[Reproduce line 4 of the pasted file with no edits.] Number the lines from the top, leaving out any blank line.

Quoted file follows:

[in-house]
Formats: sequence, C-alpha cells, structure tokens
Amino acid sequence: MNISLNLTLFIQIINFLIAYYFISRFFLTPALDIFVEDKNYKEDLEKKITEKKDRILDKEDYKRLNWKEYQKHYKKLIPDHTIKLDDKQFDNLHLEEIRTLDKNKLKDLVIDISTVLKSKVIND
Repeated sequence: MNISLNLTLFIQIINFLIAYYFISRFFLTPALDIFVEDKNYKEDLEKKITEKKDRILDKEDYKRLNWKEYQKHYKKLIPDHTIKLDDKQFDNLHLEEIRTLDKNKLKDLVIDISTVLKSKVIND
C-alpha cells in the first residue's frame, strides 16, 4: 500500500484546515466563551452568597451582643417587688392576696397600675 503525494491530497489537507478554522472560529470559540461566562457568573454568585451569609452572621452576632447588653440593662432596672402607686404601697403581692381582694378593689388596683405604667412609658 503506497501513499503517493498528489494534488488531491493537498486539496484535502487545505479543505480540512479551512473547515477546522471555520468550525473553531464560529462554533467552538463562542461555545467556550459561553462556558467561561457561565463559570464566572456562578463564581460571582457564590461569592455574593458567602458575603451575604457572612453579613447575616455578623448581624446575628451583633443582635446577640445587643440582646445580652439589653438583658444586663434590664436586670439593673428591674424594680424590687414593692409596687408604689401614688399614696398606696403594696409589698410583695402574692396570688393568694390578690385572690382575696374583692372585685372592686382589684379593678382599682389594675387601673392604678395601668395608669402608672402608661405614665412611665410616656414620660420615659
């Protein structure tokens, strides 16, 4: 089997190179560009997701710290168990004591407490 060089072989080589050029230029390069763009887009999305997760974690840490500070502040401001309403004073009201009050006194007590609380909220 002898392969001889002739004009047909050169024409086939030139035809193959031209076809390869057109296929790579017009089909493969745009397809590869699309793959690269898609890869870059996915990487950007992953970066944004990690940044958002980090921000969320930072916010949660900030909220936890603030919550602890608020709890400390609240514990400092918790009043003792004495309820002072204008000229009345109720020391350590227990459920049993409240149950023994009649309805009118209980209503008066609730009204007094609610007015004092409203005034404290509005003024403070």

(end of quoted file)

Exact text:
Repeated sequence: MNISLNLTLFIQIINFLIAYYFISRFFLTPALDIFVEDKNYKEDLEKKITEKKDRILDKEDYKRLNWKEYQKHYKKLIPDHTIKLDDKQFDNLHLEEIRTLDKNKLKDLVIDISTVLKSKVIND